Here is a diagnostic puzzle: An owner comes to your shop complaining that it takes longer than expected to start his car’s engine in the morning. There are no codes for the crankshaft and camshaft sensors. And, the oil pressure is within specifications. If you are lucky, you might have a code for low fuel pressure on the high side of the direct injection system. What could be the source of the problem?
If the engine is direct-injected, the issue could be the high-pressure fuel pump. This pump is precision-machined to generate fuel pressure to the rail up to 2,500 psi. Some new systems generate pressures as high as 5,000 psi for better atomization. A lobe on the camshaft typically drives these high-pressure fuel pumps and can vary their displacement and output to match the engine’s needs.
The issue could be the check valve or the pump can’t produce enough pressure. Either way, there is no fuel at the rail when the vehicle is started, which causes the long starts.
Diagnosing the problem comes down to understanding what causes a loss of fuel pressure. Most systems will have 50-60 psi at the fuel line going to the high-pressure fuel pump. This pressure is created by the supply or volume pump in the fuel tank. The pressure is regulated using the low-side fuel pressure sensor and a pulse-width-modulated signal to the pump. The goal is to keep the pressure constant as the volume of fuel increases and decreases. It does this by controlling the duty cycle of the electric motor in the pump. Some scan tool data will call this the commanded percentage of the pump.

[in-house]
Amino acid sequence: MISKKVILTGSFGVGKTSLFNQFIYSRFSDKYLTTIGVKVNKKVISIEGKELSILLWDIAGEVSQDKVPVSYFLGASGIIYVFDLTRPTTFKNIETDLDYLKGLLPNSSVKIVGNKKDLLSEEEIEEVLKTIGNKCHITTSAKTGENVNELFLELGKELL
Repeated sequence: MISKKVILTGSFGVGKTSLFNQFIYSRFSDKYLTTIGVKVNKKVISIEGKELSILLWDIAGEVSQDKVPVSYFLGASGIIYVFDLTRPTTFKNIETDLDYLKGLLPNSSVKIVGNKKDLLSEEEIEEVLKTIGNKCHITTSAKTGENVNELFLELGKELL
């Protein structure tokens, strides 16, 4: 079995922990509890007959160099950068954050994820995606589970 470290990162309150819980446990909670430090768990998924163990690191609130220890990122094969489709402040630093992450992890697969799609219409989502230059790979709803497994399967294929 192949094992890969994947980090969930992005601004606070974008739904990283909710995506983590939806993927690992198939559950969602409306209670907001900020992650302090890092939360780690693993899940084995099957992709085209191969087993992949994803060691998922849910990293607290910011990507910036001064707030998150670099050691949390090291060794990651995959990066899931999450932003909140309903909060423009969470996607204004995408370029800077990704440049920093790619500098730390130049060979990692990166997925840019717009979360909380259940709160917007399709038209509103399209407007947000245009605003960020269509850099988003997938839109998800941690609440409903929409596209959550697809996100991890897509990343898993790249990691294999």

The pump will have a check valve that allows fuel to travel only in one direction. If the valve has failed, the fuel in the lines will be siphoned out of the lines and back into the tank. When the engine is started, it takes time for the fuel to make it to the high-pressure fuel pump. Also, there might be air in the lines that will cause it to run rough.
The other loss of fuel pressure can occur at the injectors. If an injector is stuck open, the pressure and fuel will bleed off and enter the cylinder and eventually the crankcase. The volume of fuel will not typically hydraulically lock the cylinder. Instead, the fuel will dilute the oil.
The other source of the problem could be the high-pressure fuel pump. The pump can generate more than 3,000 psi of pressure. Inside the pump is typically a piston that is driven by a lobe on a camshaft. Mounted on the body of the pump is a solenoid that controls the volume and pressure of the piston’s compressed fuel. Also, there is another check valve that prevents the pressurized fuel from entering back into the supply fuel lines.
The high-pressure fuel pump can produce several conditions that cause a long-crank complaint. The first issue might be fuel leaking past the pump’s piston. When this happens, the fuel pressure will drop, and fuel will pass the plunger and follower and enter the crankcase to dilute the oil.
On some engines, the plunger, follower and lobe on the exhaust camshaft can wear. This reduces the stroke of the piston and the amount of pressure the pump can produce. The solenoid can also fail and cause a leak or prevent the pump from building pressure. It is rare for the check valve to fail, but it can happen.
The main destroyer of high-pressure fuel pumps is a lack of oil changes. Wear between the camshaft lobes and the high-pressure pump follower prevents the pump from generating enough piston movement. You should always examine the lobes on the camshaft before installing a new and costly high-pressure fuel pump. A lack-of-power complaint may improve, but it will never be completely corrected.
While a failed fuel temperature sensor cannot cause a pump to fail, it can cause you to misdiagnose a high-pressure fuel pump. Direct-injection systems use pressure and, in some cases, temperature sensors to help determine the position of the high-pressure pump solenoid.
These sensors have a ±2% accuracy rate. If the sensors are malfunctioning, they can influence fuel trims.